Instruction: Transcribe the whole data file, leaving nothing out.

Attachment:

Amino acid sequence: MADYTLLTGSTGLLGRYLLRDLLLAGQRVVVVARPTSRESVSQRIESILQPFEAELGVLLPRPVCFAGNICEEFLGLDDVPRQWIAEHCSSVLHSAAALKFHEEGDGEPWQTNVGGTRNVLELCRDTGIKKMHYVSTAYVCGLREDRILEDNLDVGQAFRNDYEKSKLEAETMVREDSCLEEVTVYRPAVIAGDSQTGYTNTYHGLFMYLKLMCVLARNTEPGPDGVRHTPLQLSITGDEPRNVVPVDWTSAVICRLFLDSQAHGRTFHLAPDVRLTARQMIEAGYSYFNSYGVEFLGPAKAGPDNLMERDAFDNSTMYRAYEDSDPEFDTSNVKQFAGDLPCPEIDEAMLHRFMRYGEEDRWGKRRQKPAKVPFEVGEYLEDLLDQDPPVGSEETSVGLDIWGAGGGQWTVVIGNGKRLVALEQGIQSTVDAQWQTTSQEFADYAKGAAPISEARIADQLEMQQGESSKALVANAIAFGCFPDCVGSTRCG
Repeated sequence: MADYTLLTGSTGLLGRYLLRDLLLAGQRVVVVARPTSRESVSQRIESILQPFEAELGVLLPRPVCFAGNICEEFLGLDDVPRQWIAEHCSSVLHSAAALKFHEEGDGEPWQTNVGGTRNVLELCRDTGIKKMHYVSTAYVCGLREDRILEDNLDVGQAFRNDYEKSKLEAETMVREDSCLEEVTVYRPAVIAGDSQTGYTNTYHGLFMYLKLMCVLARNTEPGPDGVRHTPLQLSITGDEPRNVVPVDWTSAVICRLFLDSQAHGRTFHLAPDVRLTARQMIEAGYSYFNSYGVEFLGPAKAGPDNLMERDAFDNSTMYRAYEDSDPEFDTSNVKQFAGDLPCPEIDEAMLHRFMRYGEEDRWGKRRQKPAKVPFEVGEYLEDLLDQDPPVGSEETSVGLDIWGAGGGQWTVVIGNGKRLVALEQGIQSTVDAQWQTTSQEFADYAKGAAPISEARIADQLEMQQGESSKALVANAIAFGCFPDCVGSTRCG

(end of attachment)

Amino acid sequence: MADYTLLTGSTGLLGRYLLRDLLLAGQRVVVVARPTSRESVSQRIESILQPFEAELGVLLPRPVCFAGNICEEFLGLDDVPRQWIAEHCSSVLHSAAALKFHEEGDGEPWQTNVGGTRNVLELCRDTGIKKMHYVSTAYVCGLREDRILEDNLDVGQAFRNDYEKSKLEAETMVREDSCLEEVTVYRPAVIAGDSQTGYTNTYHGLFMYLKLMCVLARNTEPGPDGVRHTPLQLSITGDEPRNVVPVDWTSAVICRLFLDSQAHGRTFHLAPDVRLTARQMIEAGYSYFNSYGVEFLGPAKAGPDNLMERDAFDNSTMYRAYEDSDPEFDTSNVKQFAGDLPCPEIDEAMLHRFMRYGEEDRWGKRRQKPAKVPFEVGEYLEDLLDQDPPVGSEETSVGLDIWGAGGGQWTVVIGNGKRLVALEQGIQSTVDAQWQTTSQEFADYAKGAAPISEARIADQLEMQQGESSKALVANAIAFGCFPDCVGSTRCG
Repeated sequence: MADYTLLTGSTGLLGRYLLRDLLLAGQRVVVVARPTSRESVSQRIESILQPFEAELGVLLPRPVCFAGNICEEFLGLDDVPRQWIAEHCSSVLHSAAALKFHEEGDGEPWQTNVGGTRNVLELCRDTGIKKMHYVSTAYVCGLREDRILEDNLDVGQAFRNDYEKSKLEAETMVREDSCLEEVTVYRPAVIAGDSQTGYTNTYHGLFMYLKLMCVLARNTEPGPDGVRHTPLQLSITGDEPRNVVPVDWTSAVICRLFLDSQAHGRTFHLAPDVRLTARQMIEAGYSYFNSYGVEFLGPAKAGPDNLMERDAFDNSTMYRAYEDSDPEFDTSNVKQFAGDLPCPEIDEAMLHRFMRYGEEDRWGKRRQKPAKVPFEVGEYLEDLLDQDPPVGSEETSVGLDIWGAGGGQWTVVIGNGKRLVALEQGIQSTVDAQWQTTSQEFADYAKGAAPISEARIADQLEMQQGESSKALVANAIAFGCFPDCVGSTRCG